While shipping freight volumes were substantively unchanged in 2020, the arrival of the coronavirus pandemic last year was followed by a 61 percent fall in international passenger ferry and cruise ship routes.
Domestic ferry services also fell on year to 2020, though to a lower extent at 17 percent, BNS reports.
Birgitta Ojamaa, analyst at Statistics Estonia said the international figures in particular were remarkable – with, for instance, just over 1,000 cruise ship passengers arriving in Estonia throughout the whole of the third quarter of 2020 (Q3 2020), itself a period when restrictions and coronavirus rates were milder than both before and after.
A single, large cruise ship is likely to carry several thousand passengers, in the normal run of things.
Travel restrictions and economic contraction would have been resposible for the dramatic fall in passenger numbers – Estonia's nearest maritime neighbor, Finland, closed its borders during the initial spring wave of the virus, a practice which it reprised in Q1 2021.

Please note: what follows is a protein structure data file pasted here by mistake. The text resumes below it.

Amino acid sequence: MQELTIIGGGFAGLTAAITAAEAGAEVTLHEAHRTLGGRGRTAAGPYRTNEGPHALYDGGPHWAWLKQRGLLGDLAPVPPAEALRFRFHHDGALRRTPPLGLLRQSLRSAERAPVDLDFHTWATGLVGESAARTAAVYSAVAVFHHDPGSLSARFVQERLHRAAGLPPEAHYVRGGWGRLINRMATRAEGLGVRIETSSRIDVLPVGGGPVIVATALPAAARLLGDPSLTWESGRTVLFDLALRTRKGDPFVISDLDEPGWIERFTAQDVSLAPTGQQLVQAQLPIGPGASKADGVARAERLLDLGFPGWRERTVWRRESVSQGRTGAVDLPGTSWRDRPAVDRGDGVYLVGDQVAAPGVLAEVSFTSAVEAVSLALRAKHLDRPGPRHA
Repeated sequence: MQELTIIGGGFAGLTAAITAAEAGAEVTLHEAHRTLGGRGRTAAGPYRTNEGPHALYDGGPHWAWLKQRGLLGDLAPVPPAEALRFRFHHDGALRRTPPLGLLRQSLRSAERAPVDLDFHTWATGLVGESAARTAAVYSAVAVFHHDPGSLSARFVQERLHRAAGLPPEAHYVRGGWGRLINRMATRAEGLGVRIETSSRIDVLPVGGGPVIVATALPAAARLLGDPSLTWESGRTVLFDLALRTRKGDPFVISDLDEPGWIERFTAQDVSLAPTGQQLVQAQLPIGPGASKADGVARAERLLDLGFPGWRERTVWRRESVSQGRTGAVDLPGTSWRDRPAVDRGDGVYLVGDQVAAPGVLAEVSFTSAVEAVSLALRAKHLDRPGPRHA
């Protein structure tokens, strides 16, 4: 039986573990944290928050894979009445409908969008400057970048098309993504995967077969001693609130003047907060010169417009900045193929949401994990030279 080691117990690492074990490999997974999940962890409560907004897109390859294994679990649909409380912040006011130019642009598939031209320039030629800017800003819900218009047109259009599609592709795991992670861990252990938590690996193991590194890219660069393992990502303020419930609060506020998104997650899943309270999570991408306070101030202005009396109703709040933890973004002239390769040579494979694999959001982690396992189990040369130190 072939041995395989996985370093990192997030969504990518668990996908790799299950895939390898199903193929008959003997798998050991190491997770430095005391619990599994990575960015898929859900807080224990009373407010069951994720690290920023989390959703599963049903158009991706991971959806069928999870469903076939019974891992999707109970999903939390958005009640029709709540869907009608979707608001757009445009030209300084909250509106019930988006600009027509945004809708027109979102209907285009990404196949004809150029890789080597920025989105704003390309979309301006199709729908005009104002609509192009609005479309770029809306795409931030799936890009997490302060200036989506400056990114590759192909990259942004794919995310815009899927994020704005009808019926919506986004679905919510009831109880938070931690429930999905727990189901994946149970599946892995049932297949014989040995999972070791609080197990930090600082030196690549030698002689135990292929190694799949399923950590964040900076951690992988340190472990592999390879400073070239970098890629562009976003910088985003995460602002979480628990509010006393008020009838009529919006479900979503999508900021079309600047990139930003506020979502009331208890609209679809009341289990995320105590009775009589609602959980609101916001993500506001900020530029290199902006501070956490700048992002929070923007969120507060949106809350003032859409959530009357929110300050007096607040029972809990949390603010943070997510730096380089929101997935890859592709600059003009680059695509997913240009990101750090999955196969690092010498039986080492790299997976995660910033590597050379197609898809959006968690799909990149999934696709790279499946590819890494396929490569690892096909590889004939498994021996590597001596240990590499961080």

Estonia to Sweden routes saw slightly over 270,000 travelers by sea, 76 percent fewer than in 2019, Statistics Estonia says.
Overseas maritime arrivals numbered as noted 2.2 million, while the figure for international departures was around the same; routes between Finland and Estonia carried around four million passengers, around half 2019's figure, the agency says.
Domestic numbers fell by considerably less, though Saaremaa being closed to all but residents during the March-May 2020 emergency situation, and lockdown as a whole, contributing to this.
Since the flow of essential supplies had to continue, with vessels and their crews and essential staff passengers exempt from the bulk of the coronavirus travel restrictions, cargo shipping figures remained much the same as in 2019.
International maritime traffic passengers stood at 4.5 million, while passengers on the main domestic routes stood at around half that, at 2.2 million.
Domestic ferry services are often also hampered by non-coronavirus-related factors, such as maintenance issues with vessels, storms and sea ice.
Nonetheless, a total of 15,800 journeys were operated in domestic maritime services, just 880 journeys fewer than the last COVID-19-free year, i.e. 2019.
The number of vehicles carried on domestic routes fell by 8 percent, with cars accounting for a little under three-quarters of the total, and trucks and trailers for most of the remainder.
In international shipping traffic over 1.6 million vehicles were handled at Estonian ports through the year, with cars accounting for 64 percent, and trucks and trailers for 34 percent, of the total number of vehicles served in international shipping traffic.
Editor: Andrew Whyte